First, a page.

The measurable snowfall and subzero temperatures were not only enough to keep the United State Postal Service sidelined but also kept students out of the classroom for several days the past two weeks. School administration is beginning to work on a plan to make up the snow and cold days and explain how the decision is made to keep students at home.
“The decision is based on weather conditions, forecasts, road conditions, etc. Weather that would negatively impact the safety and well-being of students, staff and others,” PCM Superintendent Brad Jermeland said. “The weather forecast and road conditions are the main factors when making the decision to delay or cancel school. We tend to use -25 degrees with windchill as a guideline for temperature.”
Along with keeping up with the weather forecast himself, Jermeland is in contact with transportation director Jeff Shannon who is also checking roads, temperatures and the condition of the buses to make sure they are working properly. He said he is also in groups with metro superintendents and area superintendents to communicate with each other when making decisions about school closings or delays.
“The last thing we would want would be for a bus to breakdown during a weather event,” Jermeland said. “This week we have been concerned about roads blowing shut, icy conditions and temperatures that would cause a bus to gel up.”
Often times, the decision to cancel or delay school is obvious, Jermeland said. If the decision is straight forward he tries to make the call the evening before.
“Typically, if the forecast isn't as clear or the weather conditions aren't dire I will call a school delay. By calling a delay, we are better able to re-evaluate the conditions in the morning,” Jermeland said. “We typically start the process around 4:30 to 5 a.m. If the conditions warrant it, we will cancel school.”
During extreme weather events, the school gets updates from the National Weather Service and Jermeland also watches and listens to the local news channels. He said radio stations often give the fastest updates on road conditions due to many of the listeners calling in and giving up to the minute accounts.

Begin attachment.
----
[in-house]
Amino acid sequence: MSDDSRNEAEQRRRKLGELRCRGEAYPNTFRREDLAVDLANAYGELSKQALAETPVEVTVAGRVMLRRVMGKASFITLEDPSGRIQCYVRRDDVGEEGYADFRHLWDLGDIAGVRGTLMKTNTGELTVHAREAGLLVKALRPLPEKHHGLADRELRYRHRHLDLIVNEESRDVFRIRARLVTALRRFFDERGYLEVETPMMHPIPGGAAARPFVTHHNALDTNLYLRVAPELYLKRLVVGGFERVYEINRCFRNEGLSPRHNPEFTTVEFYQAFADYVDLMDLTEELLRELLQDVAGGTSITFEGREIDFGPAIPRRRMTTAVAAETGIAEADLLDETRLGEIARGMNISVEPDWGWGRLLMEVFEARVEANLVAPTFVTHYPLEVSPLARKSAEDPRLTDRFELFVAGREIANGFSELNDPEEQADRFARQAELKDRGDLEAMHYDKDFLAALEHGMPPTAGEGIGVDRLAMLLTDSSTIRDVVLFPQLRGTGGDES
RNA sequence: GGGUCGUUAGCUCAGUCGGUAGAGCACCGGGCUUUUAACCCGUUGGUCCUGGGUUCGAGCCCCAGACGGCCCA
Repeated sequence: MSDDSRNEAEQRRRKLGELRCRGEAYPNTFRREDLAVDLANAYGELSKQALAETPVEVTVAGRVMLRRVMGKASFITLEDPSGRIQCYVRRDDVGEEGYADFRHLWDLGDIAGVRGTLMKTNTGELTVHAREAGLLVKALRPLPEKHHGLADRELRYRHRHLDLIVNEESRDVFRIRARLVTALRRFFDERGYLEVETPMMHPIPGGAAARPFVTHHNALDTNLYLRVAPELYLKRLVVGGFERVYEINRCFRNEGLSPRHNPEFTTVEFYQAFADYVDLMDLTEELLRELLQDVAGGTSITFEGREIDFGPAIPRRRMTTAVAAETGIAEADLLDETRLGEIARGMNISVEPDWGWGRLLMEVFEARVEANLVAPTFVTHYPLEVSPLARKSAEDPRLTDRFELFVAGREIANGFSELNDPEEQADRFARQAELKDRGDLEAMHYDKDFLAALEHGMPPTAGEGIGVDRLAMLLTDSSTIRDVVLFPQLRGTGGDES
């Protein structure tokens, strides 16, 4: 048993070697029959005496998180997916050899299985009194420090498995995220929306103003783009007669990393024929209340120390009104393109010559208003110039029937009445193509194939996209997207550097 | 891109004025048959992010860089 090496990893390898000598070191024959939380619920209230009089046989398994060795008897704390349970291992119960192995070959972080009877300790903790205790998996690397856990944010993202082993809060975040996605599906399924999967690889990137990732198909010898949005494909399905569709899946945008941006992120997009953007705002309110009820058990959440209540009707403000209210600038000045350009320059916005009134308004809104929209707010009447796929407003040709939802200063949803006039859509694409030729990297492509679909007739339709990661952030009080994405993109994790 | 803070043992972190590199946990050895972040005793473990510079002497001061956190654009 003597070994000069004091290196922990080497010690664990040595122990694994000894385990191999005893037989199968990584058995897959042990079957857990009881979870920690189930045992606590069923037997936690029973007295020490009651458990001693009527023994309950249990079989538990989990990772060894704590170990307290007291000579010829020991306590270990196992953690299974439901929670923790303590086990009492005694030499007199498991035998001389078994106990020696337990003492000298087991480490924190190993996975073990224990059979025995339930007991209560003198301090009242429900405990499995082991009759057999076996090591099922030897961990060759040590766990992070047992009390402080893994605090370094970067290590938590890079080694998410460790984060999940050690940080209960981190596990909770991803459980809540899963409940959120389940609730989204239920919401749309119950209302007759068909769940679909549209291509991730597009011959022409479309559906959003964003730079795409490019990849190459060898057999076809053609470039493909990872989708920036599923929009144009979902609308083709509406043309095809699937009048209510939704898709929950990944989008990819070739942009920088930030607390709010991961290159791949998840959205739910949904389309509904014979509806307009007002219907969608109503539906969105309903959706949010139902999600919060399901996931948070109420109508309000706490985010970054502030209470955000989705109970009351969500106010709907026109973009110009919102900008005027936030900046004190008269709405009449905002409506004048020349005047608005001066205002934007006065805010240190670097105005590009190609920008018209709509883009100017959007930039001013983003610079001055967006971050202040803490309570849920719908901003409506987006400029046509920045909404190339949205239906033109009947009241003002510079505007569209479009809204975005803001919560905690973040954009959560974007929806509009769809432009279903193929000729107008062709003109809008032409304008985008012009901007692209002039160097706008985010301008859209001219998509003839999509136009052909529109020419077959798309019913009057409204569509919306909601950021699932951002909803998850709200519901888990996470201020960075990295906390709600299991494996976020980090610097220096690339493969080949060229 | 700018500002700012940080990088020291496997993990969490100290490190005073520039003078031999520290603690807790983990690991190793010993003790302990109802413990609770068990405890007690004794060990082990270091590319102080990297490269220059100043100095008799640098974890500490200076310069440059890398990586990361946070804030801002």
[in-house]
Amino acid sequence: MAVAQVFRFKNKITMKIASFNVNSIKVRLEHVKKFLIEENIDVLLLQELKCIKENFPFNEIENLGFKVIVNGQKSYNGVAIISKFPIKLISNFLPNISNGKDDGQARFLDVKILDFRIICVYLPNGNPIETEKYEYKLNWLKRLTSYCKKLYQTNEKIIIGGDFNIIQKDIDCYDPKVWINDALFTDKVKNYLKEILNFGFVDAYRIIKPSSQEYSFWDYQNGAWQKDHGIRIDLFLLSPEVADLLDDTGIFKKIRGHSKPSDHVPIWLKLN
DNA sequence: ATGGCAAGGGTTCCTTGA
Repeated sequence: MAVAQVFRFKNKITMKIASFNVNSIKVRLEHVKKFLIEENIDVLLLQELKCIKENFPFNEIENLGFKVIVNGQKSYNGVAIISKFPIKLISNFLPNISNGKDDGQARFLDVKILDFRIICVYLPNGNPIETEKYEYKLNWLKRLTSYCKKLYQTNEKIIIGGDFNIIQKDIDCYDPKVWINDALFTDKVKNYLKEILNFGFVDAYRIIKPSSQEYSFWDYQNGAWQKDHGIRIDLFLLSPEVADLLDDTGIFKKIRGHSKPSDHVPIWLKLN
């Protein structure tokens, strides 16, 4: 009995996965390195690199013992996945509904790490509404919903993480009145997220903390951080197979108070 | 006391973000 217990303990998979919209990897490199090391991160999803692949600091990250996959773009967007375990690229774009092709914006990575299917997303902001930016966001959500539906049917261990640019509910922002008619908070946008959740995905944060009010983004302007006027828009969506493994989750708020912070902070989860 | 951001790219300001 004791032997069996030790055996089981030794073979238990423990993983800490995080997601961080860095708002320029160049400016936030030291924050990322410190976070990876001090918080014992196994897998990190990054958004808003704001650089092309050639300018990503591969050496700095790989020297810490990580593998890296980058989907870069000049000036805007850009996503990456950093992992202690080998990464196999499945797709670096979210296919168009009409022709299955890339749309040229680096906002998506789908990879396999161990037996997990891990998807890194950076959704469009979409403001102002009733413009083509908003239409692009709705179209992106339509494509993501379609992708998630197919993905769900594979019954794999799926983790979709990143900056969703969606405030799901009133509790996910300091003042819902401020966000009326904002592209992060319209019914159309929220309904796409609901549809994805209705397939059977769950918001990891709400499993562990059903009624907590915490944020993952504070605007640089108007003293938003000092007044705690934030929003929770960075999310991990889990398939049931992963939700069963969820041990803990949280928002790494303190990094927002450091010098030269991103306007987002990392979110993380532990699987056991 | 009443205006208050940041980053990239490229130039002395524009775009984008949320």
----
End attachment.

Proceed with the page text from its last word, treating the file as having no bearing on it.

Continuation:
“I am in close contact with office staff when the decision is made to delay or cancel school,” Jermeland said. “They are the staff members that put out the online notifications and contact the television and radio stations.”
With PCM consisting of two communities with students traveling from one town to another and from rural areas of the district, managing the circumstances is different than the more urban districts. The ability to even reach roads also becomes a factor during winter weather occurrences.
“Our school district covers a lot of square miles,” Jermeland said. “We are reliant on IDOT, Jasper County, Marion County and Polk County road crews to plow and maintain the roads for safe passage. It is difficult to navigate some of our rural roads if we have received a lot of snow and/or ice. Right now we are dealing with drifting roads due to the ditches being full of snow and icy conditions due to the packed snow on the gravel roads.”
Jermeland said the district is currently working on options to make up the hours missed because of the snow days. He said he will talk with the school board to make the final decision.
Although delaying or canceling school is a disruption in normal activity, the district has one main priority for keeping everyone at home.
“The number one priority is student, staff and parent safety when canceling or delaying school due to weather,” Jermeland said.
Contact Jamee A. Pierson at 641-792-3121 ext. 6534 or email@example.com